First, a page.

Well, it happened again. Another suicide bombing in Israel. But by some amazing coincidence, the reports tend to gloss over the truly important points:
- The bombing was a joint venture of Islamic Jihad and the Al Aqsa Martyrs Brigades. AAMB is attached to Fatah, the political party that many argue is the “moderate” side we should be backing.
- Fatah is the new name for the old Palestine Liberation Organization, which assassinated two American diplomats in the 1970’s — and the United States State Department covered up that fact for decades.
- The stated motive was to protest Israeli archeological work near the Al Aqsa Mosque, “the third holiest site in Islam.” What is almost never mentioned are two rather inconvenient facts: A) while Jerusalem is mentioned repeatedly in the Jewish and Christian holy books, it appears NOWHERE in the Koran; and 2) the Al Aqsa Mosque is built on top of the Temple Mount. That was named because it was the site of the First and Second Temples of the Jews, and is the FIRST holiest site to Jews.
- The real motive was to put an end to the rapidly-escalating civil war between Fatah and Hamas. In essence, it was a cry: “hey, let’ stop killing each other and get back to the one thing we both agree on: killing Jews!”
- All the talk about how this could “imperil” the cease-fire is (as Oyster would have me say) a load of codswallop. A cease-fire, by definition, means that BOTH SIDES stop attacking. If one side starts attacking again, that pretty much drives the nail in the cease-fire. Unless, of course, the attacked side is the US, Israel, or another Western power. Then the cease-fire means “you don’t hit me back.”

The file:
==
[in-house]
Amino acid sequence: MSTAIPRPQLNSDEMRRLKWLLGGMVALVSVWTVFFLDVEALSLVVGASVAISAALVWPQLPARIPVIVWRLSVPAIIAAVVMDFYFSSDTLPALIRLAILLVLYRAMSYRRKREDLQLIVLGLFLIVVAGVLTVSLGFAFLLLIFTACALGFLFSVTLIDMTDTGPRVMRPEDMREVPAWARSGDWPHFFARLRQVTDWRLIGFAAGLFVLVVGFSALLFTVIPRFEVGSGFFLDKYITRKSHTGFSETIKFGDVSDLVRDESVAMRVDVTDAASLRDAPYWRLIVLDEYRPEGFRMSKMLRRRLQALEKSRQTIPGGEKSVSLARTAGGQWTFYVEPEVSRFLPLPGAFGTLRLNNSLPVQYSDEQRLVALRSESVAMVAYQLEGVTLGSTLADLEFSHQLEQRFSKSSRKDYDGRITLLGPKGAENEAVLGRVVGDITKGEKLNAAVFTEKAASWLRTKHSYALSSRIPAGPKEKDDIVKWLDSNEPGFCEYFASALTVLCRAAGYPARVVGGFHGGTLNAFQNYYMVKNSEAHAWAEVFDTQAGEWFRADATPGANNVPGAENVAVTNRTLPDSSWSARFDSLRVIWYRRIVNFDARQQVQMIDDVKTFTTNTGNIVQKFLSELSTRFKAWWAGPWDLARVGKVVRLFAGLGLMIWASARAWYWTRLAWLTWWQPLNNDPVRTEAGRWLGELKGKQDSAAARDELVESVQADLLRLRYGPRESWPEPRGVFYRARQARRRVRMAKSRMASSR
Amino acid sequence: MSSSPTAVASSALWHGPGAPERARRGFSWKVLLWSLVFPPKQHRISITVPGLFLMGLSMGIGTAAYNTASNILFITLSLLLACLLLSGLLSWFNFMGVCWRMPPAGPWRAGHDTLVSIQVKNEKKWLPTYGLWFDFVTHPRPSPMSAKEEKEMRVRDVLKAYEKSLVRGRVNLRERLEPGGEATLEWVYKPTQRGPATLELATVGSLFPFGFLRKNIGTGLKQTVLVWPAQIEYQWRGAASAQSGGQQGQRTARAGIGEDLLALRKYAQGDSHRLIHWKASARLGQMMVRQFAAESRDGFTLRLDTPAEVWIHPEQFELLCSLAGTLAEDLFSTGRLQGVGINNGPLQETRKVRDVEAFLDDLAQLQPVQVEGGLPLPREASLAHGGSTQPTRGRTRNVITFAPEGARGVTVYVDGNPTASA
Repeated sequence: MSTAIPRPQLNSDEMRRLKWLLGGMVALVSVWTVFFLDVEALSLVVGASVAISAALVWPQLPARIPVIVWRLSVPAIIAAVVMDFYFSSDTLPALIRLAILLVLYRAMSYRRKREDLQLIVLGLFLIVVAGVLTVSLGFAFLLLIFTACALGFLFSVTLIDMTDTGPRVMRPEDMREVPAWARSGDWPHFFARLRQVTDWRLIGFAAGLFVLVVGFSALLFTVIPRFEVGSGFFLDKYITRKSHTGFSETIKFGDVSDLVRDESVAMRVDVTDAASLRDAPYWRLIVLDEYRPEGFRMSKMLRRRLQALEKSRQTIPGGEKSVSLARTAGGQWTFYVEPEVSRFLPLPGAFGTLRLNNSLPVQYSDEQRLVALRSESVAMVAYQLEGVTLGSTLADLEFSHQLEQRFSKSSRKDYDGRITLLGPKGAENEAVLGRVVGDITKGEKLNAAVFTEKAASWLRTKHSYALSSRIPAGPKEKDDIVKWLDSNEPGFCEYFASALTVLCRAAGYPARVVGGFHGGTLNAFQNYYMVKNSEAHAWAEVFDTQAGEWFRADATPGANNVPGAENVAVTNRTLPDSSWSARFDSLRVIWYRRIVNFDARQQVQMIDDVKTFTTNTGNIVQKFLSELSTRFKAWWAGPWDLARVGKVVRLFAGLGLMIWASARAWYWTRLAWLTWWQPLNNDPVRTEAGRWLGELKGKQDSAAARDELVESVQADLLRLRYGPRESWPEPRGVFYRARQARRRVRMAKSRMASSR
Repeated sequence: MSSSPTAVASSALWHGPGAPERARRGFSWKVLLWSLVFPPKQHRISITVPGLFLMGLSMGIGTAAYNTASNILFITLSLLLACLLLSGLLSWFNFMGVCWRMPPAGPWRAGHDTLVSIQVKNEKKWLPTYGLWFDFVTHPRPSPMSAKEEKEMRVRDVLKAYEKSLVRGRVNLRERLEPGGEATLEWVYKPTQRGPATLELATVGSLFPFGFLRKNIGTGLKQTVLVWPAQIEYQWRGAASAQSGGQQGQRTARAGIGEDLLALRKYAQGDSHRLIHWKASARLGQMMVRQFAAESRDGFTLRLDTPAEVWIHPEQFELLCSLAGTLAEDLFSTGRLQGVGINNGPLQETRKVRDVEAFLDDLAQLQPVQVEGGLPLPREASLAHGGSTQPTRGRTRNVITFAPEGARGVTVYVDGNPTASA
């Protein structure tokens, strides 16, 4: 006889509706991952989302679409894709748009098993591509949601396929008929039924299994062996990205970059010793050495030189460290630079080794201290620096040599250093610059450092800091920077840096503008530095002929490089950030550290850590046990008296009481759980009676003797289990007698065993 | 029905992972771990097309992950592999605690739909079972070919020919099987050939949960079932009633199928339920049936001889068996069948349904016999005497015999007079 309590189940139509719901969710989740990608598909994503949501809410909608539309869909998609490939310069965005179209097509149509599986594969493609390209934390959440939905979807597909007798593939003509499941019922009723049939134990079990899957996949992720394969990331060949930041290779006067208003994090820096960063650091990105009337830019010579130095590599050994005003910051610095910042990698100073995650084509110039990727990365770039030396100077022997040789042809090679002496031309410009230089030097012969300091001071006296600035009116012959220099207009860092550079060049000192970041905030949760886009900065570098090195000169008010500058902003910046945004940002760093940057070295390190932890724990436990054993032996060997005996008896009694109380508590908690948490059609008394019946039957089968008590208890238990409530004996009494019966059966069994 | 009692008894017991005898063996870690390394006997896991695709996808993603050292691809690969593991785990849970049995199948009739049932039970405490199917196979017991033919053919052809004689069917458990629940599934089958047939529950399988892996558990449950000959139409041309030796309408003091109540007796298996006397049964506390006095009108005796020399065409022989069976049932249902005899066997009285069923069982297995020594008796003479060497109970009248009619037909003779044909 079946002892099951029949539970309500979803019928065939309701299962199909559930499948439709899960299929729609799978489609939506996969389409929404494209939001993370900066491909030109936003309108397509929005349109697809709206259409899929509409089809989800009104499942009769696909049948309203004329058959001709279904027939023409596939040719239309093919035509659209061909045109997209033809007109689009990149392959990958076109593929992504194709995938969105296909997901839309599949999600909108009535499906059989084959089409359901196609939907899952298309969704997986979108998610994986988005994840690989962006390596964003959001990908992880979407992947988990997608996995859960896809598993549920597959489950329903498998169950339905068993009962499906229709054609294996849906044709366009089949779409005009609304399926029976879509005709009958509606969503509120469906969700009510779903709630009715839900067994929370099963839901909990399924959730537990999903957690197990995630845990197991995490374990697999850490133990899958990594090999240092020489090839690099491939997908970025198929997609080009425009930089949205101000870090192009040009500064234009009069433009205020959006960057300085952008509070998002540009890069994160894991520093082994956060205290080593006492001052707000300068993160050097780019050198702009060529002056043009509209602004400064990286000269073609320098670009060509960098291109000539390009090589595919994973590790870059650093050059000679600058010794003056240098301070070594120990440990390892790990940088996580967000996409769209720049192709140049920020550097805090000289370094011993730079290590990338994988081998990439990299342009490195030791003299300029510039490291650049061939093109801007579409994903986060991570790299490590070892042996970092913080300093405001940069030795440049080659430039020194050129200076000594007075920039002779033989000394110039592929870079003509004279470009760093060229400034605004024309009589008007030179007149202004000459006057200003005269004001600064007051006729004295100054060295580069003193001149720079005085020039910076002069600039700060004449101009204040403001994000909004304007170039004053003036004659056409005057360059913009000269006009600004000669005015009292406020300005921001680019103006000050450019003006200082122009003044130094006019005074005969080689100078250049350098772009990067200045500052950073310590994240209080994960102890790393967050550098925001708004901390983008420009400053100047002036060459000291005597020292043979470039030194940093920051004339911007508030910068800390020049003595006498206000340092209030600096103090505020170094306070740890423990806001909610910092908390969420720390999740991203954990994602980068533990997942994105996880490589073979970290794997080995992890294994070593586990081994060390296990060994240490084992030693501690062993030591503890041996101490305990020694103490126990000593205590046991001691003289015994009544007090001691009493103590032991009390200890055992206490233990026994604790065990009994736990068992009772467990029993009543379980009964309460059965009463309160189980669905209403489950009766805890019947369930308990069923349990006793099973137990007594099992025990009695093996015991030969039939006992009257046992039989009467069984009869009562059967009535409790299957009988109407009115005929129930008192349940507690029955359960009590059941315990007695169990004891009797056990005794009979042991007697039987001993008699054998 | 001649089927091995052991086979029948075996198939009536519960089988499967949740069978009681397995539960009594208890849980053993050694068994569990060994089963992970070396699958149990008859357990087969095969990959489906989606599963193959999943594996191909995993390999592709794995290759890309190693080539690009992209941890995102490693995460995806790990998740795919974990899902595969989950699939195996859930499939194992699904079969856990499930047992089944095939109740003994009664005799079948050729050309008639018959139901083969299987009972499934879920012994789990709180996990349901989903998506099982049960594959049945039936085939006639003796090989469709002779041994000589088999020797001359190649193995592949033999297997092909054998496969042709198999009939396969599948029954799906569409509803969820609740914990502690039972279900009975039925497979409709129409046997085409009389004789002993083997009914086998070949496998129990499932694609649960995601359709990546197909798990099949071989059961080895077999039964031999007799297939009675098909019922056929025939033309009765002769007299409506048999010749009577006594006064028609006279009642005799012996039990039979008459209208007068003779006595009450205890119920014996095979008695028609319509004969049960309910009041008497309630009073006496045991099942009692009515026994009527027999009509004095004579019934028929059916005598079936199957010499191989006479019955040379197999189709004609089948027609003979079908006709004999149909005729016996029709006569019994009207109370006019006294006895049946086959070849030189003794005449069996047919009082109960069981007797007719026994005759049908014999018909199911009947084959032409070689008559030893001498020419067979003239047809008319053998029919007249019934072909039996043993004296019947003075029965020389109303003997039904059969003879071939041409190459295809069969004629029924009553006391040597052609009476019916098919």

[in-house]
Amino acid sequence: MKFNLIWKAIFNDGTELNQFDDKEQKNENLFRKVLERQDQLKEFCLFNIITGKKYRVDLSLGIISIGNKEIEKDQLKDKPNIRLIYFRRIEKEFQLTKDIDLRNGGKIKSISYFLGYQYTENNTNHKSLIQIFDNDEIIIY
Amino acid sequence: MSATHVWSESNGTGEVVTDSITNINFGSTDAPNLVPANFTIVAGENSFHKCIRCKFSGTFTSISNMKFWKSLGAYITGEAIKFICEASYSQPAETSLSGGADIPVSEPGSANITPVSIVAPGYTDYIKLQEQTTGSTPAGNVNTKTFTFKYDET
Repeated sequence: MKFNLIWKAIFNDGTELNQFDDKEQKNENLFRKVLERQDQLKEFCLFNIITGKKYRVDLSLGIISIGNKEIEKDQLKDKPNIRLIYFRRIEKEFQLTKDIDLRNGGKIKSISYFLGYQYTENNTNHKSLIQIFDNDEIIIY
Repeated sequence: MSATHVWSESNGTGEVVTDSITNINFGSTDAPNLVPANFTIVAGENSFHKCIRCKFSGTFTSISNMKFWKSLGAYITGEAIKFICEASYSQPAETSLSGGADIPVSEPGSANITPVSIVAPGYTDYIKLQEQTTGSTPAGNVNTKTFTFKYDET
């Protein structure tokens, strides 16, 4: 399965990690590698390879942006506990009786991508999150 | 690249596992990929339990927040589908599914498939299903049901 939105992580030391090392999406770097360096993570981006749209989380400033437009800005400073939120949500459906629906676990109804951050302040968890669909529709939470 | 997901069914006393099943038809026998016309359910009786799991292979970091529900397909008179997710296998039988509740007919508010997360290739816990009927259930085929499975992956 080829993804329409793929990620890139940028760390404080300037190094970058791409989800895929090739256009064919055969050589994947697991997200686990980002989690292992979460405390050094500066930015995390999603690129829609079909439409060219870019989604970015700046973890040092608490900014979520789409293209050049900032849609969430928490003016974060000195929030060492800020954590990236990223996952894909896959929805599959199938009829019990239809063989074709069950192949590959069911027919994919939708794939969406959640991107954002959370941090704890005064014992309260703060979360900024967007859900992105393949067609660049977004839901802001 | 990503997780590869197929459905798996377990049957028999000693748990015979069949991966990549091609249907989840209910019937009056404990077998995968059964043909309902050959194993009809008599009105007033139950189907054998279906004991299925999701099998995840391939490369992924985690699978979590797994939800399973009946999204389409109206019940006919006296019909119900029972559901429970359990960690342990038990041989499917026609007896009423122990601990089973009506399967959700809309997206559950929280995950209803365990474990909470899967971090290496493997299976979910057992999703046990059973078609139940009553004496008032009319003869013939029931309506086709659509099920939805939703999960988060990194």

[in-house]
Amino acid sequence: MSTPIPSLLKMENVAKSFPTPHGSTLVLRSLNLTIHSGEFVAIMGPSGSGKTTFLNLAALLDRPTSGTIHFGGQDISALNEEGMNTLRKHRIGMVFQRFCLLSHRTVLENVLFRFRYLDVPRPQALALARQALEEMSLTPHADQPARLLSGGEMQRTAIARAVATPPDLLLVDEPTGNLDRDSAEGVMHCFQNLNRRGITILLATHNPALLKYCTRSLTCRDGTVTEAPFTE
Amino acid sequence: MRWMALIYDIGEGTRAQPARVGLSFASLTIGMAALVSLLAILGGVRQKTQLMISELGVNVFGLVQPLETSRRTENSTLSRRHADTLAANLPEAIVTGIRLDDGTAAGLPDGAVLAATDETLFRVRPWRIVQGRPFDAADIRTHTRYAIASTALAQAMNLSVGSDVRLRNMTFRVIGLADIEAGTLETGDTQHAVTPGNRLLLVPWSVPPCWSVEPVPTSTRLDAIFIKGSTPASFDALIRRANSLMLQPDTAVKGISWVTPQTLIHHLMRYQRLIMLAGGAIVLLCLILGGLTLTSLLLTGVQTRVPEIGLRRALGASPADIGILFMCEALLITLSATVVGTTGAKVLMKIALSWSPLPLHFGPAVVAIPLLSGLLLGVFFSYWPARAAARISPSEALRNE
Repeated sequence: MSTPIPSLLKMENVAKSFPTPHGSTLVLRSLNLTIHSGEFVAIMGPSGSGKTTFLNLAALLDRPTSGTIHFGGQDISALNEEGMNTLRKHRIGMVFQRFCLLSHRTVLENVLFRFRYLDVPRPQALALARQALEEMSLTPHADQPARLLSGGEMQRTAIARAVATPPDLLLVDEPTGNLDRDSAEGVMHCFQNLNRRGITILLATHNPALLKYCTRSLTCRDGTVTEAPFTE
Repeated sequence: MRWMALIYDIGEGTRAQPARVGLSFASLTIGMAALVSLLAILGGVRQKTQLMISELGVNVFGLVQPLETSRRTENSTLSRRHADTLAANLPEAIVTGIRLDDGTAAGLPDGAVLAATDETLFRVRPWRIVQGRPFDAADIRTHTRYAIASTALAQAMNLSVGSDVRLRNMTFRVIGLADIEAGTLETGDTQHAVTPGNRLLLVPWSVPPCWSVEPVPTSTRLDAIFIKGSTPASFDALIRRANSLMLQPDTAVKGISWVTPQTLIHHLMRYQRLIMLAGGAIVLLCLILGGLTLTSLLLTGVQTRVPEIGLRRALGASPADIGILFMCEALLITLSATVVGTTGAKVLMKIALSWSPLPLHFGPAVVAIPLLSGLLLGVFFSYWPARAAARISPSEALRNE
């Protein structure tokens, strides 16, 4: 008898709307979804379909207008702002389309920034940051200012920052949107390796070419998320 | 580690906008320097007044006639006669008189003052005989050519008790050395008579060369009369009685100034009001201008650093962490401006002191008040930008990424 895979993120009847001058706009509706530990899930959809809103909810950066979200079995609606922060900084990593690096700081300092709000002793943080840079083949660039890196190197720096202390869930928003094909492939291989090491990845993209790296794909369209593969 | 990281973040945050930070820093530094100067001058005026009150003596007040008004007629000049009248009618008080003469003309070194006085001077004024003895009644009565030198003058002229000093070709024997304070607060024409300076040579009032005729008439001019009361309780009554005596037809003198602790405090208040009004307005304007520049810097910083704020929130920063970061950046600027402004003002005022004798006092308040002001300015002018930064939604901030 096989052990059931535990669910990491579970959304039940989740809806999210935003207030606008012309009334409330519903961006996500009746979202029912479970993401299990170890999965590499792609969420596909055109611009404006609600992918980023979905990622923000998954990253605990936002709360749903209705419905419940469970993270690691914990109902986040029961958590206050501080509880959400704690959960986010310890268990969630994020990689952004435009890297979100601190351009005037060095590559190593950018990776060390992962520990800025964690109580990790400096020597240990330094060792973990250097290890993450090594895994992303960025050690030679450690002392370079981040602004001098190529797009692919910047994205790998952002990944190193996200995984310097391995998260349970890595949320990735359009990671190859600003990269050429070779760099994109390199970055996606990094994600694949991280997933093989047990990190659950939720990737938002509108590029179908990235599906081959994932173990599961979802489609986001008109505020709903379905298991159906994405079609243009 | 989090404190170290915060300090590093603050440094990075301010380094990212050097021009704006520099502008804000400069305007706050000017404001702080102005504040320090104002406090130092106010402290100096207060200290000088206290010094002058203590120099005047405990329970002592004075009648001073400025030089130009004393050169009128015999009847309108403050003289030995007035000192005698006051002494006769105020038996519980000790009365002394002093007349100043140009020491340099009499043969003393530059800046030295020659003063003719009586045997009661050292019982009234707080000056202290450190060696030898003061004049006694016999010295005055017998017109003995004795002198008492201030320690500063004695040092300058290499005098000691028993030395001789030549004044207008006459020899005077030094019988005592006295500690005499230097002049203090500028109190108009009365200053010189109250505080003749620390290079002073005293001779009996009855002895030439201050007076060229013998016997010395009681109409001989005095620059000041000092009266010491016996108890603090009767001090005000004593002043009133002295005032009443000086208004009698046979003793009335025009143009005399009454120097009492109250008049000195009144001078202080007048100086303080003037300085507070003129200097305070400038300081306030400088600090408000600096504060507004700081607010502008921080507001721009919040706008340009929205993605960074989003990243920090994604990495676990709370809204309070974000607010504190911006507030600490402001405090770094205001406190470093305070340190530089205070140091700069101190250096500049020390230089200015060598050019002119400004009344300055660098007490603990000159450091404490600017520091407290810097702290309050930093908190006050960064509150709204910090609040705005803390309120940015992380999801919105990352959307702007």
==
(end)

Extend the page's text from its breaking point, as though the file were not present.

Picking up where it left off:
In all the talks and calls for peace between Israel and the Palestinians, one element has never — to my knowledge — been addressed: the need for the Palestinians to actually demonstrate that they are interested in peace, to take a single substantive step towards peace. The pattern of peace plans in the Middle East has almost always run this course:
1) Parties get together with grandiose plans.
2) Talks go on and on and on for ages.
3) Ambitious, wide-sweeping plan is put forward, with a detailed step-by-step process towards a final settlement, and each side obligated to carry out those steps.
4) Israel makes first step or two.
5) Palestinians hem and haw about taking even the first steps they agreed to.
6) Israel calls on the Palestinians to take their first step.
7) Palestinians dawdle some more.
8) Israel announces that it will take no more steps until the Palestinians take at least one.
9) Palestinians accuse Israel of “threatening the peace process.”
10) Terrorist attacks resume.
11) Go back to step 1, but the concessions Israel made in step 4 are left intact as the new starting point.
The reason this keeps happening is that it is in the best interests of the Palestinians and their supporters to keep it going. The strategy of the Palestinians is clear: a pattern of incrementalism, of getting a little more each cycle without having to make any concessions of their own.
Personally, I was a bit relieved when it looked like Fatah and Hamas might actually erupt in a full-blown civil war. Let them kill each other and their supporters for a change, instead of blowing up buses, bakeries, pizza joints, religious celebrations, and other such high-value military targets. But it looks like they’ll go back to killing Israelis (and, perhaps, Americans again.
But the important thing to remember is that the Peace Process must be preserved. No matter how many dead Israelis we have to pile up.
That appears to be the message being sent, especially by that Champion Of Peace, Jimmy Carter.